Tuesday, November 22, 2022

Anong Beam

Spring Bay, Mennonite Barn, oil on canvas, 2020 by Anong Beam

Looking at my life, and with my mother entering Alzheimer's' I have been painting memories.

My practice has always centered around water and how it holds and contains us, and is a silent witness again and again to all events, constantly renewed and present in us, as it was for our ancestors.

Ghost Moose and Camp, oil on canvas, 2019 by Anong Beam

But now I am looking back and I feel like I am reclaiming histories for myself.  

I am inspired by other histories of place like Camp Forestia by Peter Doig.  It is a classic camp from the Ontario north, there are many all around me, and they are completely other.

I have memories of seeing people go to them.  They are the settler camps, even though they are so familiar.

They are a visual image of privilege and isolation.

Camp Cadillac oil on canvas  2018  by Anong Beam

All around my home, even on reserve, the waterfront belongs through long term lease to non-native families, who have held them for years.  These paintings are emerging to reclaim images of where I live, and to relate them back to me.  It's strange to live somewhere and be of a place so fundamentally, but seeing it depicted only in a way that isolates my culture.

Mountain Lake oil on canvas 2018 by Anong Beam

It is this medium and genre of oil on canvas.

Sections of Tom Thomson's West Wind, and his Jack Pine, appear with Doig's Camp Forestia, alongside a ghost moose, myself swimming in the lake, my boat in Swallow Lake at first snow.

My father's recurring image of a rocket launch, birds and birds and birds!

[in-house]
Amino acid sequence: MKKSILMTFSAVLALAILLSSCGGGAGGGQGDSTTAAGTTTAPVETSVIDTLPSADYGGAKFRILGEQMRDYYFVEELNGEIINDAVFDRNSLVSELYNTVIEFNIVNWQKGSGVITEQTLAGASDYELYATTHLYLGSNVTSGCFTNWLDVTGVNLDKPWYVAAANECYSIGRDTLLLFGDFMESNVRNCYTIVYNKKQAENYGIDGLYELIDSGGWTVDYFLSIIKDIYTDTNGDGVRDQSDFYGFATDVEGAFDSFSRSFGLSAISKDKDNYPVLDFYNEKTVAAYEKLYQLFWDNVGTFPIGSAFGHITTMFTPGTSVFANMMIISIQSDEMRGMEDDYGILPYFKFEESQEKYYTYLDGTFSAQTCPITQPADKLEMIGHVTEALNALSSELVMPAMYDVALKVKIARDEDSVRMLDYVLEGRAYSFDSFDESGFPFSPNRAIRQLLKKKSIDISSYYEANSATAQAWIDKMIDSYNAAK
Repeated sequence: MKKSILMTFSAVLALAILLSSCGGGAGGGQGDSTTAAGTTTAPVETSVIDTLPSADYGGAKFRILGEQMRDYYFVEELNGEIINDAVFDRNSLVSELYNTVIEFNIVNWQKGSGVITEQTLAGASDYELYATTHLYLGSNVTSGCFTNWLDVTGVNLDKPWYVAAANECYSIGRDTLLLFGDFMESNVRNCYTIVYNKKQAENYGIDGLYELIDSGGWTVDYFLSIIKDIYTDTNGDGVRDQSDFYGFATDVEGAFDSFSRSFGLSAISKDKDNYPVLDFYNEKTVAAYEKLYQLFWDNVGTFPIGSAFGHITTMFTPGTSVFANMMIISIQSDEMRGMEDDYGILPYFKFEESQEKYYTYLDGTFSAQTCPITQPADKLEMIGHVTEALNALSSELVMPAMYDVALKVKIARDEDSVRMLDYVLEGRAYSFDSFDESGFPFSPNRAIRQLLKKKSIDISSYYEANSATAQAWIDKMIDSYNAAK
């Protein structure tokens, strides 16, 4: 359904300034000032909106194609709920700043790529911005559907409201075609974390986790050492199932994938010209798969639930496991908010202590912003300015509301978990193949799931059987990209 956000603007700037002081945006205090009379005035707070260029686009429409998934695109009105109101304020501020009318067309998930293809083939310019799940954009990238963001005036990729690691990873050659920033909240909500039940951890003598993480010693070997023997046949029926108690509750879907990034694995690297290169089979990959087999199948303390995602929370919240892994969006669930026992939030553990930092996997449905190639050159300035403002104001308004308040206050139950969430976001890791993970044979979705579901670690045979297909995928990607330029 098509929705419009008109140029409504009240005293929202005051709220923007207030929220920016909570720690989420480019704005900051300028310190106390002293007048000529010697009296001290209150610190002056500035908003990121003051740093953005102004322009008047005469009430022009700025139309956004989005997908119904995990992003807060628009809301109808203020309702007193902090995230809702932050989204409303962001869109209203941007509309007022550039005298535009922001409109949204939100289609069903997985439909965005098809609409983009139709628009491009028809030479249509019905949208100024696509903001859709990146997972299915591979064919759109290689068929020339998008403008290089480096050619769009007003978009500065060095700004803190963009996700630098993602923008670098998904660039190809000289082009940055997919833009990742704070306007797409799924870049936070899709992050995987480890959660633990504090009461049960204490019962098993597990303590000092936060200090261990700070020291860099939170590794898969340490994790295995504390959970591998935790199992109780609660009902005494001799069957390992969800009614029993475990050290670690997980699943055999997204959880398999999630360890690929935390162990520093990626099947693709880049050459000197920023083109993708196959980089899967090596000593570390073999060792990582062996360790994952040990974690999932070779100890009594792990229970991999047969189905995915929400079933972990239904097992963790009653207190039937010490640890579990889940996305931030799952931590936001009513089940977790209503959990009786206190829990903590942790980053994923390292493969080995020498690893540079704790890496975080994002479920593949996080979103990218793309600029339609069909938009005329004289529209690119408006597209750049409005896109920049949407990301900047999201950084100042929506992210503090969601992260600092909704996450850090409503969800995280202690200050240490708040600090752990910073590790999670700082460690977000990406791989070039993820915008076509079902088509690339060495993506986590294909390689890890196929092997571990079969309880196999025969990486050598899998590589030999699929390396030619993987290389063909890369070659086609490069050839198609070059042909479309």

An old Cadillac, fireworks, lakes, birds, bears, and the stars.

It is just immensely pleasurable to rectify this even if it is just in  my paint-world..  I love these painters as well and hold them no ill will!  Peter Doig, Tom Thomson, Kim Dorland, these men are painting their lives, and I am grateful to live in a time and place where I can do the same.

Beaver Dam Overflowing, oil on canvas 2018 by Anong Beam

Also, reaching deeper into art history, I'm happy to explore painting devices from Matisse (table with pansies, the joy of life) Botticelli Birth of Venus, Rothko's colour pairings, Georgia O'Keefe's skulls, and Agnes Martin's grids which influenced my father, back into me, into dancing elk herds.

It's really something to be the child of a famous artist.  It's intense, and I've seen so much of the art world that is unkind, and unhealthy.  I've seen my mother's pain inside that she was not recognized like her husband.  

But all that pales in the joy that I feel creating these landscapes, internal, wishful, desirous, wanton, exploding!  In some real ways they are ecstatic love stories to paint.

Deluge, oil on unstretched canvas, 2019 by Anong Beam

Being the first series where I have made all of my own oil paints, there is an incredible circuity to making paint from rocks from Bay Fine near Killarney, then painting that same scene with those rocks that are now paint!

Each image that I make I feel and I fall immersed in the history of painting, learning devices from those who have already travelled this path.


Anong Beam

detail of Deluge by Anong Beam

The text in this post is Anong Beam's powerful artist statement for her exhibition:  Anong Migwans Beam at Campbell House.  It was curated by Elka Weinstein.  I saw the show in July 2022 when it travelled to Manitoulin Island and was mounted in the Ojibwe Cultural Foundation.